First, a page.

Now Playing: "This land is . . . " Woody Guthrie
Topic: In the Wake of Katrina
Connecting the Dots
In the wake of a catastrophic disaster like Katrina, we have a right to ask "why". Some would say it was an unanticipated act of God, and we should not hold anyone accountable. Yet, the facts may suggest otherwise.
Early in the present Bush Administration, FEMA noted that the greatest catastrophies we could face included a terrorist attack in New York City, and a category 4 or 5 hurricane in New Orleans. We have known for some time, that the levees around New Orleans were only strong enough to withstand a category 3 hurricane. The wetlands are also eroding. (It would cost about 15 billion dollars to fortity the levees and rebuild the wetlands, about the cost of fighting the war in Iraq for 2 weeks.)
Yet, this Administration cut funding for fortifying the levies around New Orleans. We can put aside, for a moment, that this Administration ignored warnings of a terrorist attack within the US before 9-11, and then eventually diverted our resources to a war in Iraq. It is the war in Iraq that diverted members of the National Guard from homeland security, and possibly contributed to cutting funding on domestic spending, like fortifying the levees around New Orleans.
In 2004, FEMA conducted a mock disaster drill involving a category 4 - 5 hurricane in New Orleans, that predicted all that has happened. Yet, it still took 5 days to get desperately needed life saving resources to the most vulnerable. The protective wetlands around New Orleans continued to erode, yet little was done to protect them. The cost of this catastrophic event will dwarf what it would have cost to prepare an adequate defense for it.
And finally, in the midst of this tragedy, we are being exploited with radical increases in the cost of gas.
Most developed nations have acknowledged global warming and man's contribution to it. One aspect of global warming is more intense storms. Yet, the oil industry lobbies against its existence, and this Administration acquiesces with them. This is not unlike the executives of the tobacco industry testifying in the 90's that smoking was just a habit, when they full well knew the addictive nature of nicotine to a point where they increased its content in their products.
With the passing of Justice Rehnquist, we are reminded of historic trends toward more conservative policies. One aspect of conservative thinking is to define government as the problem, and a belief that the private sector can fix all our woes, if we just get government out of the way.
Less government may be helpful to profiteering multi-national corporations, who don't want to be held accountable for their decisions, but working class Americans, and our most needy citizens, are not so well served.
The conservative mind set that vilifies liberalism, does not mention that those so called liberal programs are usually programs designed to help working class Americans as well as the impoverished. Even Nixon proposed a policy for universal health care. Today, the concept is seldom put on the table for discussion, even though it works in most other developed nations.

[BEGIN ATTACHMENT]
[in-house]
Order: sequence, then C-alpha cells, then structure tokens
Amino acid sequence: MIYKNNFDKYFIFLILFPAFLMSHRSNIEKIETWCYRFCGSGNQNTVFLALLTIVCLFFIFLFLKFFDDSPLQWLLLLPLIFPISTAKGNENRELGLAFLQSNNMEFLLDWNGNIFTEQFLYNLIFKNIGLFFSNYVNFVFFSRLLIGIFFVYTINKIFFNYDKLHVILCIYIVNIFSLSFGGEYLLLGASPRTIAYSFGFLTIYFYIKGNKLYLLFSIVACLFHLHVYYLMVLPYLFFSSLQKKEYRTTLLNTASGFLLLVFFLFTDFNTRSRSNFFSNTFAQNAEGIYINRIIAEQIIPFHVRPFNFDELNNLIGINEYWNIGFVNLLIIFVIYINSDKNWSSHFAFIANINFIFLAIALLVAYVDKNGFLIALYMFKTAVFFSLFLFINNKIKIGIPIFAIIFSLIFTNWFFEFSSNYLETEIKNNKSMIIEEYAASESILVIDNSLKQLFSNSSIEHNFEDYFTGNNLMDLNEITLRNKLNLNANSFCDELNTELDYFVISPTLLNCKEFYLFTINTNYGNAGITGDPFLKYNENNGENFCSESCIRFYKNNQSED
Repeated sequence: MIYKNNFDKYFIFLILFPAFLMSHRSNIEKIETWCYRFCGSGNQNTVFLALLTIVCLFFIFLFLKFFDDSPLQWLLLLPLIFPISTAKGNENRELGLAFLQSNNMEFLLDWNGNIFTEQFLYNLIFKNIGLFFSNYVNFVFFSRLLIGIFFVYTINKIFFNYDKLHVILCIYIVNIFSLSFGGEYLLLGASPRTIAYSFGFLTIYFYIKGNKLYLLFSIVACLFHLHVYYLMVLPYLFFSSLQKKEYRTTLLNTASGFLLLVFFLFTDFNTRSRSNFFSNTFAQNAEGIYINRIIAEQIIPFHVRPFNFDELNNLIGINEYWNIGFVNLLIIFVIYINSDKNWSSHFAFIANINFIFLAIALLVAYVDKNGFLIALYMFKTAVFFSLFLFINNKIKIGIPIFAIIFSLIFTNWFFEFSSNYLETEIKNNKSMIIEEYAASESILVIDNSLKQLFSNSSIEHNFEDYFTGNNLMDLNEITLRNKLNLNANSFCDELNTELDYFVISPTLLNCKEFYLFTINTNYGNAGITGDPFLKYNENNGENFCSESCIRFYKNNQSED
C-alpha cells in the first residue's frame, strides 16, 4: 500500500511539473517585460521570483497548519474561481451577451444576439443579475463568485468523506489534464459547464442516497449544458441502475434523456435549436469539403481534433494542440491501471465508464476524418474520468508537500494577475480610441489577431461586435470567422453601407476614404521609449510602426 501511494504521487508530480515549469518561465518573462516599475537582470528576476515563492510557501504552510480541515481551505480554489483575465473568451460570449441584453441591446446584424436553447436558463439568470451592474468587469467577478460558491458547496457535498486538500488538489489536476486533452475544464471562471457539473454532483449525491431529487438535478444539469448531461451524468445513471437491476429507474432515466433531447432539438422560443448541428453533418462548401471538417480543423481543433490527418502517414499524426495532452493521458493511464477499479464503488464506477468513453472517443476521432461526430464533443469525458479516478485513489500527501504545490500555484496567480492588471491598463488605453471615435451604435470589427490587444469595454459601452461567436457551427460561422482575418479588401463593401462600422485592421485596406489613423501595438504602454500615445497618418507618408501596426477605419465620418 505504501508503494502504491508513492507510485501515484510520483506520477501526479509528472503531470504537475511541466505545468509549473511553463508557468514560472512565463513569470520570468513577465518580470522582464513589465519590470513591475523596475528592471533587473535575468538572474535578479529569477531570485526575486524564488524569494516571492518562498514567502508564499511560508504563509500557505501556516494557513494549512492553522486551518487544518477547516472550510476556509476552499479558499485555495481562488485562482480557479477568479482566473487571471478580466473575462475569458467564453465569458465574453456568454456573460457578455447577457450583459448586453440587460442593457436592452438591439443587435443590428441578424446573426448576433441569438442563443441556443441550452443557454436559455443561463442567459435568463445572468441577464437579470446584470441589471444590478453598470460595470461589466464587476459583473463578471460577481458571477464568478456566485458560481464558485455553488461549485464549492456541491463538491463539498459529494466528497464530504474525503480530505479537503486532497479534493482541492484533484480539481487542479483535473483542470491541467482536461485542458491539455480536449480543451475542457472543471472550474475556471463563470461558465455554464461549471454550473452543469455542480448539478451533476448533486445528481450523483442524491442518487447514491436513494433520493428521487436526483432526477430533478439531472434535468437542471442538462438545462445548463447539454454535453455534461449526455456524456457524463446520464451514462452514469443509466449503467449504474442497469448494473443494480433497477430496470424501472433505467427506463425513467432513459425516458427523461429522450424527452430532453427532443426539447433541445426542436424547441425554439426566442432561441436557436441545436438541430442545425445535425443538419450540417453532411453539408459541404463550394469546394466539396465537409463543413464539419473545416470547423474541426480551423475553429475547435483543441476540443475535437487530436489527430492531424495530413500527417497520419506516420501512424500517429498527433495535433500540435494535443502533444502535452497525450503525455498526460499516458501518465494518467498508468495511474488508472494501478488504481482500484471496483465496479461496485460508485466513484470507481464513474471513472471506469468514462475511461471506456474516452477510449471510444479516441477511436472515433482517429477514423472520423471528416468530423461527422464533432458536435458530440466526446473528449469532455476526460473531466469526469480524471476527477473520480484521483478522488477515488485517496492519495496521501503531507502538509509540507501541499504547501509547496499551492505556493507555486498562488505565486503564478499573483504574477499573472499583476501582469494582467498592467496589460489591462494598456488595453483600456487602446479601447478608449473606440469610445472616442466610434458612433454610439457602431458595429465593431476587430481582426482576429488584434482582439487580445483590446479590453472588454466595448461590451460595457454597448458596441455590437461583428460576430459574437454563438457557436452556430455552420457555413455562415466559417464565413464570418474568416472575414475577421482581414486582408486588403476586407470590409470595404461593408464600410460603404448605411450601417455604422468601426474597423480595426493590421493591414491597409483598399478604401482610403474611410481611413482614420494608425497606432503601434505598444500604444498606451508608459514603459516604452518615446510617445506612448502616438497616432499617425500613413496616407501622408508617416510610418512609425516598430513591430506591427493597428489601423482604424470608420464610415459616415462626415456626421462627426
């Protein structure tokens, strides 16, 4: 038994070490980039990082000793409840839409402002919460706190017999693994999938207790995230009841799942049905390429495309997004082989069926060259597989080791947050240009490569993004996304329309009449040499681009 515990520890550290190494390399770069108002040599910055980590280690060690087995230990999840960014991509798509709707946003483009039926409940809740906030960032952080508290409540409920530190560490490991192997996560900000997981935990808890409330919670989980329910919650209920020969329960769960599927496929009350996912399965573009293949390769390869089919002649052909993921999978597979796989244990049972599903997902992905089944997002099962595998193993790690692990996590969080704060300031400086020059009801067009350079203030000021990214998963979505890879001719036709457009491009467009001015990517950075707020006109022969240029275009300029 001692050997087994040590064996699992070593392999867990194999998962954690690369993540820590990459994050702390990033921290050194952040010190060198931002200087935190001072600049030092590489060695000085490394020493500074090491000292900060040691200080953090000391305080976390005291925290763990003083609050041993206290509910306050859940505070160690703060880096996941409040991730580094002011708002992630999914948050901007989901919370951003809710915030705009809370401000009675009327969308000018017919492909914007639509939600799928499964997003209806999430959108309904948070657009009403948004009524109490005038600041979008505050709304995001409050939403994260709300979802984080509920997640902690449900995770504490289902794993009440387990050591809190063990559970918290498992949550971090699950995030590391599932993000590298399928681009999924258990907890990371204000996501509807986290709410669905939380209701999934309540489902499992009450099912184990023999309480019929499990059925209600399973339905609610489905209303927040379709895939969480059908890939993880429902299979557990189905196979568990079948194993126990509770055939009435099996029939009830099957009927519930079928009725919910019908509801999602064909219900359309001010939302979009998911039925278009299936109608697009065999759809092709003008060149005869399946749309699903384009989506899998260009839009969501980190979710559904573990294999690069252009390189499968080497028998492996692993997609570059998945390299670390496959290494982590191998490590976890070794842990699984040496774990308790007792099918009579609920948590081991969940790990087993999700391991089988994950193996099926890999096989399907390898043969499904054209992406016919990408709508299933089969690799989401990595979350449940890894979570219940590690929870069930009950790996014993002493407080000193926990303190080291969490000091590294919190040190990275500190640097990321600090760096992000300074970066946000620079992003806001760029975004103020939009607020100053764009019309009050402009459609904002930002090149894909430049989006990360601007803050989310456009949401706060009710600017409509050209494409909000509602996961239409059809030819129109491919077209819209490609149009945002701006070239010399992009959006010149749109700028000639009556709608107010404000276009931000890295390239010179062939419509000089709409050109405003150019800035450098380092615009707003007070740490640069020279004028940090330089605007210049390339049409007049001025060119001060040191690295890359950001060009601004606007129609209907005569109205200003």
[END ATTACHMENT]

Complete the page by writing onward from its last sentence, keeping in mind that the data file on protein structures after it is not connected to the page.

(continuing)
The decline of labor union influence in politics has led to lower paying non-union jobs in big businesses like Wal-Mart, who pay so little that the encourage their employees to apply for government benefits, like food stamps. This amounts to back door corporate welfare.
So, the politics of less government has been around for sometime. The Bush II Administration merely represents a perfect storm of government collusion with the multi-national corporate interests. His selection was bought and paid for by such interests, and you can trace most decisions of this Administration to doing their bidding, be it no bid contracts, relaxation of environmental standards, domestic spending cuts, the now unfunded mandate of "no child left behind", the refusal to use bargaining power with pharmaceutical companies for the new medicare prescription plan (including a ban on cheaper drugs from Canada), anti-labor initiatives regarding eligibility for overtime, exemption of some industries from liability law suits, the change in bankruptcy law, and the list could go on.
Even our defense policies are tainted by what President Eisenhower tried to warn us about, a military industrial complex, just one form of government - corporate collusion. The Bush II Administration's backing away from the ABM treaty, allowed us to pursue a missile defense system with questionable reliability, yet some defense contractor will profit, regardless. The war in Iraq does not just give us access to Iraqi oil, it also makes the Iraqi economy user friendly to the multi-national corporate & banking interests.
Our government was originally designed to be "of, by and for the people", not of, by and for multi-national corporate interests. Yet, it is now impossible to run for major public office unless you are wealthy, or backed by the wealthiest concerns. If the standard is now to need $200 million + to run for President, how likely is it, that we will have candidates who will not acquiesce to multi-national interests.
The free trade policies supported by both major parties are at the behest of multi-national corporate interests, so they can exploit cheap labor in countries with no worker safety or environmental standards.
Just like we need a separation of church and state, we also need a separation of government and multi-national corporate interests. This can be accomplished in part, through true campaign finance reform, and lobby reform that levels the playing field among all lobbyists.
In this way, combined with other endeavors, we may have a government that is truly responsive to the needs of the people, and thus more likely to prevent tragedies caused by a lack of preparation for a catastrophic event, like a hurricane.